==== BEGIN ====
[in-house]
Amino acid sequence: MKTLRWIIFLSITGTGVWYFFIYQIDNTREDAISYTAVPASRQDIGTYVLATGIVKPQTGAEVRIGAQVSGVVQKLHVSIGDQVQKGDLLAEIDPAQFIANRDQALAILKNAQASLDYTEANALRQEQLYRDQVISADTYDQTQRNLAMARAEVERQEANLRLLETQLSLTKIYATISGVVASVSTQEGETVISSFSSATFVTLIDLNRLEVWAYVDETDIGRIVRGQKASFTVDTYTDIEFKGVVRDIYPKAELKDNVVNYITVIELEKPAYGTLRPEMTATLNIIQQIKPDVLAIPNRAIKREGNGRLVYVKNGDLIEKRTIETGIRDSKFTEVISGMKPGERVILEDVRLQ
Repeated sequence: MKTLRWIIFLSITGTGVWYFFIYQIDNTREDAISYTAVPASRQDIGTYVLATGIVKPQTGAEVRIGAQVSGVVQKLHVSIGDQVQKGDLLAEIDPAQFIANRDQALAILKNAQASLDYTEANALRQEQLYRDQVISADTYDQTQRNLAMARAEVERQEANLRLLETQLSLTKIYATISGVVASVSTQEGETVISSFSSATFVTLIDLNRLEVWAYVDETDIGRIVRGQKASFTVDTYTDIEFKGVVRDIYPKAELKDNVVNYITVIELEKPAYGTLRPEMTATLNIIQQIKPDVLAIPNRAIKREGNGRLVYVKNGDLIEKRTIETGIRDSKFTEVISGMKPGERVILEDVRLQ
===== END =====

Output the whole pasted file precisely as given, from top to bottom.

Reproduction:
[in-house]
Amino acid sequence: MKTLRWIIFLSITGTGVWYFFIYQIDNTREDAISYTAVPASRQDIGTYVLATGIVKPQTGAEVRIGAQVSGVVQKLHVSIGDQVQKGDLLAEIDPAQFIANRDQALAILKNAQASLDYTEANALRQEQLYRDQVISADTYDQTQRNLAMARAEVERQEANLRLLETQLSLTKIYATISGVVASVSTQEGETVISSFSSATFVTLIDLNRLEVWAYVDETDIGRIVRGQKASFTVDTYTDIEFKGVVRDIYPKAELKDNVVNYITVIELEKPAYGTLRPEMTATLNIIQQIKPDVLAIPNRAIKREGNGRLVYVKNGDLIEKRTIETGIRDSKFTEVISGMKPGERVILEDVRLQ
Repeated sequence: MKTLRWIIFLSITGTGVWYFFIYQIDNTREDAISYTAVPASRQDIGTYVLATGIVKPQTGAEVRIGAQVSGVVQKLHVSIGDQVQKGDLLAEIDPAQFIANRDQALAILKNAQASLDYTEANALRQEQLYRDQVISADTYDQTQRNLAMARAEVERQEANLRLLETQLSLTKIYATISGVVASVSTQEGETVISSFSSATFVTLIDLNRLEVWAYVDETDIGRIVRGQKASFTVDTYTDIEFKGVVRDIYPKAELKDNVVNYITVIELEKPAYGTLRPEMTATLNIIQQIKPDVLAIPNRAIKREGNGRLVYVKNGDLIEKRTIETGIRDSKFTEVISGMKPGERVILEDVRLQ